“We have all the water we need, even in the year which was the worst year ever regarding precipitation,” said Avraham Tenne, head of the desalination division of Israel’s Water Authority. “This is a huge revolution.”

Tenne said the country has managed to close its water gap through a mixture of conservation efforts, advances that allow nearly 90 percent of wastewater to be recycled for agricultural use and, in recent years, the construction of desalination plants.

These items are particularly relevant at the moment since the annual Watec Conference is about to take place in Venice, from the 21st – 23rd September (organized by the Israeli Kenes Exhibitions). It is no surprise, given Israel’s expertise and experience in water-conservation, desalination, water purification etc., that several Israeli speakers are lined up to speak there.


Watec Italy Conference

Could anyone find anything objectionable in this conference? Well, yes, they could. Certain  “activists” are demanding that the EU withdraw its support for the Watec Italy conference because of the Israeli connection:

Roughly 40 European trade unions, environmental groups and human rights networks are demanding that the European Commission withdraw its support from an Israeli-run water conference slated to take place in Italy at the end of September.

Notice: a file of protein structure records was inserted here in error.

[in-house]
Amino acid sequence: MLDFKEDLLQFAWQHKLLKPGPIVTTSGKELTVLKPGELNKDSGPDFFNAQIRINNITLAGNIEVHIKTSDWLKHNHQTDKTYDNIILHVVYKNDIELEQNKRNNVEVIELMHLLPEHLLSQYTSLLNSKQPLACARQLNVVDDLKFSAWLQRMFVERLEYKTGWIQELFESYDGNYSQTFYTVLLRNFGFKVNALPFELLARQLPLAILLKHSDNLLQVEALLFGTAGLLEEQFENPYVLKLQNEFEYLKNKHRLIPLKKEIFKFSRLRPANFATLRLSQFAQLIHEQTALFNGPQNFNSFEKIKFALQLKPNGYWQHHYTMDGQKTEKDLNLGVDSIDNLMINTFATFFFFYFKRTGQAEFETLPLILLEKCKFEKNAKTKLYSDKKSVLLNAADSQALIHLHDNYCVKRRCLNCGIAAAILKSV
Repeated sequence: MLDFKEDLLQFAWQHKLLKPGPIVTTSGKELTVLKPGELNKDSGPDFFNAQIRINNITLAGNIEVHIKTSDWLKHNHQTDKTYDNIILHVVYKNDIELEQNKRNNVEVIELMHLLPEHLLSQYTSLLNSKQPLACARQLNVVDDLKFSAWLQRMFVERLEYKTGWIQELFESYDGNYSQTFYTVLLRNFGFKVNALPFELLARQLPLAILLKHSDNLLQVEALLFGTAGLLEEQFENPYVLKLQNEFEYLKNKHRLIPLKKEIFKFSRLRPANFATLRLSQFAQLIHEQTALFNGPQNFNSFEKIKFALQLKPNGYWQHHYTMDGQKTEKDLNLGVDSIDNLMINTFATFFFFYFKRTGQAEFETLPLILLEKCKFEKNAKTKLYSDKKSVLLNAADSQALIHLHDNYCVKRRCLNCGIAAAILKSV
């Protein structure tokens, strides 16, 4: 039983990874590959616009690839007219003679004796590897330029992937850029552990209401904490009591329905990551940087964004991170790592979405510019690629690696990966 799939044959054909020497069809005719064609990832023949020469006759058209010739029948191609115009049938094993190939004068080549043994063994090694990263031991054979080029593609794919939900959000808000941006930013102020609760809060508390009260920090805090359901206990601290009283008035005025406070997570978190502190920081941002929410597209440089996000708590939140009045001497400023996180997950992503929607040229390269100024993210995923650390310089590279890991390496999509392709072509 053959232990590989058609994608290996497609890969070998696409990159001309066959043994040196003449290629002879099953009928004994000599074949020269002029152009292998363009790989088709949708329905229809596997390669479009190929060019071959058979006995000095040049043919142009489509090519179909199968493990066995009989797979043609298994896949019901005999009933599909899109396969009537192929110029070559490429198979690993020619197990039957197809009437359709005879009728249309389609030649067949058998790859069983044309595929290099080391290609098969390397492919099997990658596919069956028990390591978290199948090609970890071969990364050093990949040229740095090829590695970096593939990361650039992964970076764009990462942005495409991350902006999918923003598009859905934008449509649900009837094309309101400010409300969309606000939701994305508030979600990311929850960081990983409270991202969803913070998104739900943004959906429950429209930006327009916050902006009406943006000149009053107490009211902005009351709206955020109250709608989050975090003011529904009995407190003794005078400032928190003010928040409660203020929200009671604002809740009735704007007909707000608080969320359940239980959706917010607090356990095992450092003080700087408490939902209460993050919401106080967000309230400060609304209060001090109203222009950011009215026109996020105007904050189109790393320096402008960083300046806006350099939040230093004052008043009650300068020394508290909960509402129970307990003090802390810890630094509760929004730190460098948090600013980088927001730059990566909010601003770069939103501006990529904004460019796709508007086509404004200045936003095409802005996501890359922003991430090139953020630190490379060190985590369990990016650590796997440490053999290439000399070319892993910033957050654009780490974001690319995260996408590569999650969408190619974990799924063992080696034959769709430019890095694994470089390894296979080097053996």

“We, the undersigned European trade unions, human rights and right to water organizations, are alarmed by the European Commission’s sponsorship of an event that includes the participation of companies involved in and facilitating violations of international law,” said the letter, sent to European Commission President Jean- Claude Juncker and Environment, Maritime Affairs and Fisheries Commissioner Karmenu Vella.

“As documented by international organizations, UN agencies and EU institutions themselves, Israel exercises strict control over Palestinian water resources and denies access to the Palestinian population, which has led to ‘stark inequalities’ in access to water between Israelis, including settlers, and Palestinians,” the letter continued, citing a January 2016 European Parliament briefing.

“The European Commission’s patronage of WATEC comes at a time when Israel is cutting off water to Palestinian communities, leaving tens of thousands without access to water during the hottest time of the year,” the letter said.

While Palestinians continually blame Israel for failing to enable sufficient and affordable water, Israelis authorities consistently stress the fact that Israel provides above and beyond the water supplies required by the 1995 Oslo II Accords.

As we well know, all these water libels have been debunked over and over again by Israel. This 2012 report by CoHav, an Israeli advocacy volunteer group, on Israel’s water issues vis-a-vis the Palestinians is as relevant today as it was 4 years ago. Some of its salient points: